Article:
Over the centuries how did our ancestors relate to their environment - the climate, the sea, the soil and other animals - in their everyday business of survival, as well as in a more spiritual role? Through a large number of case studies John Evans presents a history of the interactions between people and their biophycial environment in the British Isles - from the earliest inhabitants down to the emergence of towns and cities in the middle ages. Deliberately avoiding macro-schemes of causation and change linked to climate and other overall factors, he emphasises the importance of the small locale - of the interaction between people and environment that takes place there and so forms the basis for community maintenance. Examples range, in time, from Boxgrove Man to medieval York and, geographically, from north-east Ireland and the Shetlands to Dartmoor and the East Anglian fen-edge.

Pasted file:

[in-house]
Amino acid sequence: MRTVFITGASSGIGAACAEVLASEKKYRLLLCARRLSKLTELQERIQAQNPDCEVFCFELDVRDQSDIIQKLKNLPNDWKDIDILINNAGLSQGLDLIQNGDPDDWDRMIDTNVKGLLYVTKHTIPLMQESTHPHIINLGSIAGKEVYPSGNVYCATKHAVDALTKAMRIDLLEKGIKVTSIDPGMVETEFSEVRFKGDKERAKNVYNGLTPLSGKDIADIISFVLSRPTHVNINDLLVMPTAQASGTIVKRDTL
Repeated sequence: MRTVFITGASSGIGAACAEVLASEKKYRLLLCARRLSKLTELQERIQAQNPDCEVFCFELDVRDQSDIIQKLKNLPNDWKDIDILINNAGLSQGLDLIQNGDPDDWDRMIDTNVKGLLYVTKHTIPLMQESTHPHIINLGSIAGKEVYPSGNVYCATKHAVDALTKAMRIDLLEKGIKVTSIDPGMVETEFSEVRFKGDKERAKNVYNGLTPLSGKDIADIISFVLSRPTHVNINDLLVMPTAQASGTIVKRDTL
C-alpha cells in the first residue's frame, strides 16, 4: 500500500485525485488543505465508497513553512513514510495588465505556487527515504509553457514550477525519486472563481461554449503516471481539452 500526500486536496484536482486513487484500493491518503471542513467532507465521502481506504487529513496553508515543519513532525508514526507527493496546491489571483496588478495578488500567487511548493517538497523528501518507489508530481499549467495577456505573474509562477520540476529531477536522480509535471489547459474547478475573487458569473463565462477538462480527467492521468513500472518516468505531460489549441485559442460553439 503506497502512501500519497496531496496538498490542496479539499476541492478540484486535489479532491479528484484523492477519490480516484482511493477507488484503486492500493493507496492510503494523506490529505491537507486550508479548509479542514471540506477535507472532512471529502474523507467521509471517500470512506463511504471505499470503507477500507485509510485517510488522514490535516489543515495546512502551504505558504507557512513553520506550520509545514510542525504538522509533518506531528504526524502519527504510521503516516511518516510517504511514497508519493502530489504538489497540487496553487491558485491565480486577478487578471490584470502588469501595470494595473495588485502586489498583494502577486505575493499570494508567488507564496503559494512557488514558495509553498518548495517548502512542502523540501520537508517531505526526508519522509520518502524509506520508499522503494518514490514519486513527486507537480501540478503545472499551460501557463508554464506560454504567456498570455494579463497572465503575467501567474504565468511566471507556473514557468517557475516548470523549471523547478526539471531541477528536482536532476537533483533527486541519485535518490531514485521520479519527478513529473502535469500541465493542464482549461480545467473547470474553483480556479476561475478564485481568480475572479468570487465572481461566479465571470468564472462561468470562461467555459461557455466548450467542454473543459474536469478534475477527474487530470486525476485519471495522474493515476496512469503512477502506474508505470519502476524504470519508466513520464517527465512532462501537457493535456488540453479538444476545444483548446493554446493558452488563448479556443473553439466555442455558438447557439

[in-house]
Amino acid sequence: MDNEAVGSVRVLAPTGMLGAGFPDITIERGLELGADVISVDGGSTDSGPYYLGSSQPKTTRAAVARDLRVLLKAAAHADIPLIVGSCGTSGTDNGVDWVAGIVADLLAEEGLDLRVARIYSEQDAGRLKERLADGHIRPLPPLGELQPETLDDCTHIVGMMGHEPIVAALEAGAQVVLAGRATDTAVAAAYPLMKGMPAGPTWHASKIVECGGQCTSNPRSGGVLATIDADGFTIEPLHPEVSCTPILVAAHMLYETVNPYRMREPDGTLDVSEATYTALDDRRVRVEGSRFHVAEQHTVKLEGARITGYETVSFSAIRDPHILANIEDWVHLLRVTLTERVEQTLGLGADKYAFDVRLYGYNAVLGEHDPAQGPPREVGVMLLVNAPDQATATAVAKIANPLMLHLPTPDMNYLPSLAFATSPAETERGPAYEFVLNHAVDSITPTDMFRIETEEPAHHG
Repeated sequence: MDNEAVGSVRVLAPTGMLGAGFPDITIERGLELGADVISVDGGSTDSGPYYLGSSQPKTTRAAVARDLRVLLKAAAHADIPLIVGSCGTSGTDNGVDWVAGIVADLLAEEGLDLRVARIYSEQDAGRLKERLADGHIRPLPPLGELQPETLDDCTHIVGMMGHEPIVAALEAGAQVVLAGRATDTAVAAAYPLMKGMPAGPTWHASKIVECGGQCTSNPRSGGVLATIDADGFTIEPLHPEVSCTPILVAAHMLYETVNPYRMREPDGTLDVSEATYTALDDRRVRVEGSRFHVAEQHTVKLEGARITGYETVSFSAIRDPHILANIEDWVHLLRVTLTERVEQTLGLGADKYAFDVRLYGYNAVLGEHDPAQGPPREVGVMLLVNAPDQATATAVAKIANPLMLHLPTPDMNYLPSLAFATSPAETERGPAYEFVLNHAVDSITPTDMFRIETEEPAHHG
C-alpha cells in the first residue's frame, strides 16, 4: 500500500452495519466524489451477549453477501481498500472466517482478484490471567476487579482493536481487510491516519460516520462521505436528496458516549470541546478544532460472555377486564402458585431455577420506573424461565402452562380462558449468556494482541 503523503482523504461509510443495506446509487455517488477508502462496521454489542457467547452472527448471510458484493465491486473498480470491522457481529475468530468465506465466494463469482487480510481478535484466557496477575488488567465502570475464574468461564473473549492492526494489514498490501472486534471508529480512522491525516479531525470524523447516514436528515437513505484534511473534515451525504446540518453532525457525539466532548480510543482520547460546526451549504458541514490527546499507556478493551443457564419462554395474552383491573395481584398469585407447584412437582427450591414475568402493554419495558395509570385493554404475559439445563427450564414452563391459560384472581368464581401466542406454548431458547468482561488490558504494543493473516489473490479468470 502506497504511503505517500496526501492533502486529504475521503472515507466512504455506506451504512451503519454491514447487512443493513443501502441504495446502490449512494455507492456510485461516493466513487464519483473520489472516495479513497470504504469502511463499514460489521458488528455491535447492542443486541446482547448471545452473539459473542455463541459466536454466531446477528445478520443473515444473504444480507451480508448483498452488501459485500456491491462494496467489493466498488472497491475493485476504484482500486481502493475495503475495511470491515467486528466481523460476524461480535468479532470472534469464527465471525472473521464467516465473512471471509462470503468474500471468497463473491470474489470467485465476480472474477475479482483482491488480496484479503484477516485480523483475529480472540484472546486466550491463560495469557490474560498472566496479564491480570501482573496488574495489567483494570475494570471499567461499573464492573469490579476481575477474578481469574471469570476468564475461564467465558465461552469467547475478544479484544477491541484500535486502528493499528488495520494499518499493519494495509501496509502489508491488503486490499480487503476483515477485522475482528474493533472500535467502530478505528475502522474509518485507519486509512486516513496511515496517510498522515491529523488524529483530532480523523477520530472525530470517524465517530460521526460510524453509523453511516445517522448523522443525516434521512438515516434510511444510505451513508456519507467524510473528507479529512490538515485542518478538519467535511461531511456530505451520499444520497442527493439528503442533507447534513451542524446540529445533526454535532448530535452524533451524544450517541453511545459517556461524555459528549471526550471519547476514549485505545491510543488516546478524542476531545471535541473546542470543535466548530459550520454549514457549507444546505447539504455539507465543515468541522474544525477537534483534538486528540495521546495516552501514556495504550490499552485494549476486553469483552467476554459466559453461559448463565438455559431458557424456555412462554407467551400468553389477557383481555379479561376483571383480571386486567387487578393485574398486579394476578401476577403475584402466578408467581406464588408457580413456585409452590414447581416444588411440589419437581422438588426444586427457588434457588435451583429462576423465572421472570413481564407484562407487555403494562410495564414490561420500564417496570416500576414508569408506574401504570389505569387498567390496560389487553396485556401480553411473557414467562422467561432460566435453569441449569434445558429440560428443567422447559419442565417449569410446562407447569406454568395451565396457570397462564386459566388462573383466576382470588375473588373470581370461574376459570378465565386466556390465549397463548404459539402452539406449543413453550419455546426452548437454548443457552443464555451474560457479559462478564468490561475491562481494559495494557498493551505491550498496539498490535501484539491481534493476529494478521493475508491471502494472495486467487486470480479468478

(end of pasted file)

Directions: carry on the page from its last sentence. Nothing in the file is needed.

By showing what can be derived from conventional archaeological data, when analysed in relation to past environments, Professor Evans has not only produced an up-to-date and jargon-free textbook for all archaeologists - from first-year undergraduates to a wide range of amateurs - but has not produced a blueprint for future research by his professional colleagues.